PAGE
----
Simulating surgical procedure, the thinner cup rim was aligned to the inferior acetabular rim with the inner cup placed at 40° inclination and 20° anteversion. The predesigned peripheral screw holes in the thicker rim of the cup were a string of 6 mm locking-screw holes right next to each other. And the positions of inner screw holes are similar to a conventional multi-hole revision cup. There are eight inner screw holes in two latitudes. The connecting line between the inner screw hole and the center of the inner cup forms an angle of 60 degrees and 25 degrees respectively with the plane of the inner cup. Then screws were virtually implanted into the cup.
Peripheral screw-hole cluster
Based on the assembly of the virtual eccentric revision cup and the virtual bone, all available peripheral screw holes were inserted with the locking screws. The length of the screw outside the shell and in the pelvic bone was measured respectively. If the length was bigger than 15 mm, the screw hole was considered valid and marked. Among these marked screw holes, the two most marginal ones were marked A and B (Fig. 2). The center of the outer cup opening plane was labeled O, and the symmetrical axis of the eccentric cup through O intersected the superior edge of the outer cup at the point C. Then the angles of AOB, AOC, BOC were measured.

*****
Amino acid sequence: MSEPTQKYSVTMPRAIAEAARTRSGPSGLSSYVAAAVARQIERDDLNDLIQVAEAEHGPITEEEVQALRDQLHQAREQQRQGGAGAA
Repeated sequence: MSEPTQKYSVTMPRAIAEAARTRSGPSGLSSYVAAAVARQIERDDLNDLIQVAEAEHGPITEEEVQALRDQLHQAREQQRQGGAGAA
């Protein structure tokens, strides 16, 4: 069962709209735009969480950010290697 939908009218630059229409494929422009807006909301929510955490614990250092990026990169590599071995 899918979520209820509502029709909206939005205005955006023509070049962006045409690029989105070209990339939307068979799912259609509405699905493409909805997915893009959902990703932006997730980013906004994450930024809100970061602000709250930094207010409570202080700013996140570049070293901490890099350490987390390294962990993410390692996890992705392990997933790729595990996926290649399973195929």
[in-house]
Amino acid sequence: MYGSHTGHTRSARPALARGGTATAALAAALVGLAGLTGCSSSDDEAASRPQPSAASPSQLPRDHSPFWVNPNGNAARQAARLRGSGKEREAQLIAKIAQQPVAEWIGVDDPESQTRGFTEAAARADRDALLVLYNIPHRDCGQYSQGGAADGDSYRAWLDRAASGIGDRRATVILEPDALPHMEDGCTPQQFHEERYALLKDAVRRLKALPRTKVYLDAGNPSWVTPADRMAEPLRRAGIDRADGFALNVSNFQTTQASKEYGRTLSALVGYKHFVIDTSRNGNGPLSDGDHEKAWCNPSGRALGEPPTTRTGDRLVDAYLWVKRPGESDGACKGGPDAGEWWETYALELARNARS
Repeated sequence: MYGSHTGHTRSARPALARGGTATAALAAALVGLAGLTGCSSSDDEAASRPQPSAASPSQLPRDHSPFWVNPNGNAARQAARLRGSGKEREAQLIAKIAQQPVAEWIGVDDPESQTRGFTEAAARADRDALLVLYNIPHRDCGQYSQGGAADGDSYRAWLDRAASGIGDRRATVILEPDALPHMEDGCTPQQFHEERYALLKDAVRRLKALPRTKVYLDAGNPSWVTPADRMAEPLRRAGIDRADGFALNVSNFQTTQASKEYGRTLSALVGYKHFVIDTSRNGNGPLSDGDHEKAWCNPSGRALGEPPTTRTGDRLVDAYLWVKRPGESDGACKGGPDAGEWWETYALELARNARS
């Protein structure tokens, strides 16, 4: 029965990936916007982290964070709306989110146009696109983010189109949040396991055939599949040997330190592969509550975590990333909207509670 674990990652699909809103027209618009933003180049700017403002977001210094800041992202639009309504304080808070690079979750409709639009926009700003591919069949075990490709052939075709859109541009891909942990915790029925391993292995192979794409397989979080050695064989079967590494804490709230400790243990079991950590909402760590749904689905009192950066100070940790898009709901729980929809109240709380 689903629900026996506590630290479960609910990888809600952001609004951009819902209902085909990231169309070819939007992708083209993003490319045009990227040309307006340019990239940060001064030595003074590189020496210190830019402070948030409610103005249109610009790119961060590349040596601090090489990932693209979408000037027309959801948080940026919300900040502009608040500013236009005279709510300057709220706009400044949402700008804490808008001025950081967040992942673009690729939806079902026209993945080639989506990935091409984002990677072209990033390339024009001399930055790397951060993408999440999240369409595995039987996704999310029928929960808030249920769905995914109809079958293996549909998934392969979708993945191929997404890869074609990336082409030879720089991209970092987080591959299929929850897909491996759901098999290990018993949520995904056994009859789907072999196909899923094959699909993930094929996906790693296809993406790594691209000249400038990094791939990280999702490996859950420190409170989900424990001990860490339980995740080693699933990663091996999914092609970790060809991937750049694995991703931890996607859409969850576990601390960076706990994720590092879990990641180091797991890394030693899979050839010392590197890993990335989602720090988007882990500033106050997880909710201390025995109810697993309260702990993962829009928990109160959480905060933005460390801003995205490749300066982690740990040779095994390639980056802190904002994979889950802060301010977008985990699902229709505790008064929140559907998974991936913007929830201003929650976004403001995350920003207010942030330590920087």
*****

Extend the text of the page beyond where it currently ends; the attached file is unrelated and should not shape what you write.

Inner screw-hole cluster
The study of optimal inner screw-hole cluster also started from the assembly of the virtual eccentric revision cup and the virtual bone. To avoid injuring the neurovascular structures during screw placement, the inner screw holes out of “safe zone” were excluded. As shown in Fig. 3, there are four inner screw holes marked 1, 2, 3 and 4 within the “safe zone”. Then cancellous screws were implanted into these inner screw holes. Same to the method of peripheral screw, the length of the screw in the pelvic bone was measured respectively.
The mean values and ranges were calculated for demographic data and presented using mean ± standard deviation with ranges. Variance analysis was used to determine the differences of the angles among different groups. Statistical significance was defined as p < 0.05. All statistical analyses were conducted with SPSS version 26.0 (IBM Inc., Armonk, New York).